Last week was busy for the Docker team at Microsoft Ignite in Atlanta. With the exciting announcement about the next evolution of the Docker and Microsoft relationship, the availability of Docker for Windows Server 2016 workloads, the show floor, general session, keynotes, and breakout sessions were all abuzz about Docker for Windows. Whether you were attended or not we want to make sure you didn’t miss a thing, here are the key announcements at this year’s Microsoft Ignite:
- Docker Doubles Container Market with Support for Windows Workloads
- Availability of Docker For Windows Server 2016
- Docker Commercially Supported Docker Engine available in Windows Server 2016
— Marcus Robinson (@techdiction) September 26, 2016
— Joe Kelly (@_JoeKelly_) September 26, 2016
Here our top 5 questions heard in the Docker booth:
- What are containers?
While container technology had been around for more than a decade. However, as the leader in the containerization market, Docker has made the technology usable and accessible to all developers and sysadmins. Containers allow developers and IT Pros to package an application into a standardized unit for software development, making them highly portable and able to run across any operating system. Each container contains a complete filesystem with everything needed to run: code, runtime, system tools, system libraries –essentially, anything that can be installed on a server. This guarantees that the software will always run the same, regardless of its environment, without having to make any changes to the underlying code. Docker containers were previously only available to the Linux community and with the announcement of Docker for Windows Server 2016, Docker containers are now available for Windows workloads addressing 98% of enterprise workloads.
- How is this different than App-V Application Virtualization?
Those in the Windows OS world are familiar with Microsoft App-V or ThinApp and naturally there were questions about comparing them to Docker containers. Application virtualization is used to package a full application with the relevant OS libraries into a single executable. Docker is a set of tooling used to build server based applications. A single application could be comprised of one or hundreds of containers connected together. App-V is used for desktop applications and are not designed for server based applications. The most common example is packaging browsers with extensions so they can access custom web apps. Each App-V package can reside on a laptop with different extensions/plugins, etc. To learn more about Application Virtualization and Docker, read our blog: There’s Application Virtualization and There’s Docker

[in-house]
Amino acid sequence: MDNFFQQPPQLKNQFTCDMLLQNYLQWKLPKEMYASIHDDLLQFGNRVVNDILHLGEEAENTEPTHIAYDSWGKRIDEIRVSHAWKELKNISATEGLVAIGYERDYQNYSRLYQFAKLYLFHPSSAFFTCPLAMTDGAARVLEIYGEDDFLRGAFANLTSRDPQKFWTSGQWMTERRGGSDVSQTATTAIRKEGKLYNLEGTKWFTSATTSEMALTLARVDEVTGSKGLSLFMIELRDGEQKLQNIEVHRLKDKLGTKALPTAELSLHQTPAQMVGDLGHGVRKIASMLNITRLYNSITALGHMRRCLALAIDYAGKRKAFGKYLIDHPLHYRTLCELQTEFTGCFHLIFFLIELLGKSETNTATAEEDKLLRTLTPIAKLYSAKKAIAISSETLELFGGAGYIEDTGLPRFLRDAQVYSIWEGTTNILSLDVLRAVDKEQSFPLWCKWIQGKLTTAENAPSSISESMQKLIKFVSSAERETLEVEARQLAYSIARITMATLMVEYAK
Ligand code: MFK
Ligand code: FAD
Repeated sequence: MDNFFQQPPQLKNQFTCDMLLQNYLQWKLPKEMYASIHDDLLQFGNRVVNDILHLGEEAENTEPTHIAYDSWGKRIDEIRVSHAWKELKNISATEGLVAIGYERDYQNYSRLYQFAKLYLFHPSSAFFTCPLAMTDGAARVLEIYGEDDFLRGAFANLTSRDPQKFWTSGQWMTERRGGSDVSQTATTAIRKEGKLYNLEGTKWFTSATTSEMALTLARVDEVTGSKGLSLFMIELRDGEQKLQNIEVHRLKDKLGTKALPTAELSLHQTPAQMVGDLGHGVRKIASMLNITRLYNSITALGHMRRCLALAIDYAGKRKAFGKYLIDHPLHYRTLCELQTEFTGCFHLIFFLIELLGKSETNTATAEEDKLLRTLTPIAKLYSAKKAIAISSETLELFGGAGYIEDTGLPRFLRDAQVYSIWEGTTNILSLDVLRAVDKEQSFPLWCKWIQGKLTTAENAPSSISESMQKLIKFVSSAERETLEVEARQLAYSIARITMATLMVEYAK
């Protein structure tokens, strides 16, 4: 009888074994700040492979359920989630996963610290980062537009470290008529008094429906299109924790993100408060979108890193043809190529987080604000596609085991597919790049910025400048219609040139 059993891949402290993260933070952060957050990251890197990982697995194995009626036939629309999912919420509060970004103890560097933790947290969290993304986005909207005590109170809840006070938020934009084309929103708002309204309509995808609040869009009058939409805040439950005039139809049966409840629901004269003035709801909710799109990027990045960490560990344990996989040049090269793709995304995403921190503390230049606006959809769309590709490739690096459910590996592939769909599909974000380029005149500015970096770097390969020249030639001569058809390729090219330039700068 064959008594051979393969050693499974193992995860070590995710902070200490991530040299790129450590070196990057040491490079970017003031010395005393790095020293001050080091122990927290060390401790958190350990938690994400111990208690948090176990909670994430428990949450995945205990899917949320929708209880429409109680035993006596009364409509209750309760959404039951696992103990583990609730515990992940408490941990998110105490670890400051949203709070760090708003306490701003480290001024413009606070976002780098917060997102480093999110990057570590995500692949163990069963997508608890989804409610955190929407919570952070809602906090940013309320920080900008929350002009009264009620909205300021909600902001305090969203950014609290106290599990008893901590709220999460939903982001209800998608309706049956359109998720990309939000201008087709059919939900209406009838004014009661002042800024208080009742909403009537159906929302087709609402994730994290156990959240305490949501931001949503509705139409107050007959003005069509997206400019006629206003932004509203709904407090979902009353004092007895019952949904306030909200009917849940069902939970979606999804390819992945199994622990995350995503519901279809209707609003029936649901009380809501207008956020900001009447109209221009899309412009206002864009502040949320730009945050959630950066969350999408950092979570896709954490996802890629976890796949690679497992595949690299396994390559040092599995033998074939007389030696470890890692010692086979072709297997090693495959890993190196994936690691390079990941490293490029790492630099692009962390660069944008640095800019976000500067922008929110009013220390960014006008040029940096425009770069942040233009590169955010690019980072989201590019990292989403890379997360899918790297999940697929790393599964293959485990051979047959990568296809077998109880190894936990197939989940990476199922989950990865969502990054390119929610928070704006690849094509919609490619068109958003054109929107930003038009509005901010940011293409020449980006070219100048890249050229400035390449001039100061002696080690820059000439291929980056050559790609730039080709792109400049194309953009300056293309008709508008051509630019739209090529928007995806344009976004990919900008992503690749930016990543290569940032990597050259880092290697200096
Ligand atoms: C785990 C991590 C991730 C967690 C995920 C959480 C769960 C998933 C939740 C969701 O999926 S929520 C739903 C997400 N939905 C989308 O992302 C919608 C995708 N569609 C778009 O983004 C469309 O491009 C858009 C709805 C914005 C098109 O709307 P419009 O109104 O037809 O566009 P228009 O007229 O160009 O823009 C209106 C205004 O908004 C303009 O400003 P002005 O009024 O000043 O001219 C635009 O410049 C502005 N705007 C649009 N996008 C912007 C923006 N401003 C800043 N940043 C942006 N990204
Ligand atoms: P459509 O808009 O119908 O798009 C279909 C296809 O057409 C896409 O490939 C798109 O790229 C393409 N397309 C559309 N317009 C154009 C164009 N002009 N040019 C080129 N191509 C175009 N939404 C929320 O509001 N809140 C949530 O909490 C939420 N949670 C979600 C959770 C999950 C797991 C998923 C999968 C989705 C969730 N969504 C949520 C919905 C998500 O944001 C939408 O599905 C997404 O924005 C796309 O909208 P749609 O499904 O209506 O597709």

- How do I get started with Docker for Windows Server?
Integrating Visual Studio Tools for Docker and Docker for Windows provides desktop development environments for building Dockerized Windows apps. Getting started is easy and we have the tools you need to get started in a few easy steps:
- Pick your tool:
- The latest Anniversary update for Windows 10 offers containerization support for the Windows 10 kernel.
- To run Windows containers in production at scale, download a free evaluation version Windows Server 2016 and install it on bare metal or in a VM running on Hyper-V, VirtualBox or similar.
- Install a Windows Docker Engine on your system with Docker for Windows public beta on your system.
- Run your first Windows Container in just a few steps with the instructions listed on the “Getting Started with Docker for Windows” webpage.
- Create your own Dockerfile with our Image2Docker tool, a Powershell module that points at a virtual hard disk image, scans for common Windows components and suggest a Dockerfile. Read the blog to learn more and get started.
For a complete list of instructions read our blog post – Build And Run Your First Docker Windows Server Container & view Windows Server container base images and applications on Docker Hub from Microsoft.
- How do I manage containers?
Docker Datacenter is the integrated container orchestration and management platform for IT Pros. Today Docker Datacenter is available on Azure to manage Linux application environments. With the availability of Windows Server 2016 and Docker Engine, we are planning for a beta in Q4 2016 of Docker Datacenter management for Windows Server based applications. Sign up here to be notified of the beta.
- Where can I learn more?
There are lots of great resources and sessions to help you learn more. Whether you attended the conference or watched online here’s a wrap up of the top five session from Microsoft Ignite:
- General Session with Scott Guthrie, EVP Cloud and Enterprise at Microsoft and Daryll Fogal CTO at Tyco
- Keynote: “Reinvent IT infrastructure for business agility” with Jason Zander, CVP Microsoft Azure and Ben Golub, CEO of Docker
- Breakout sessions: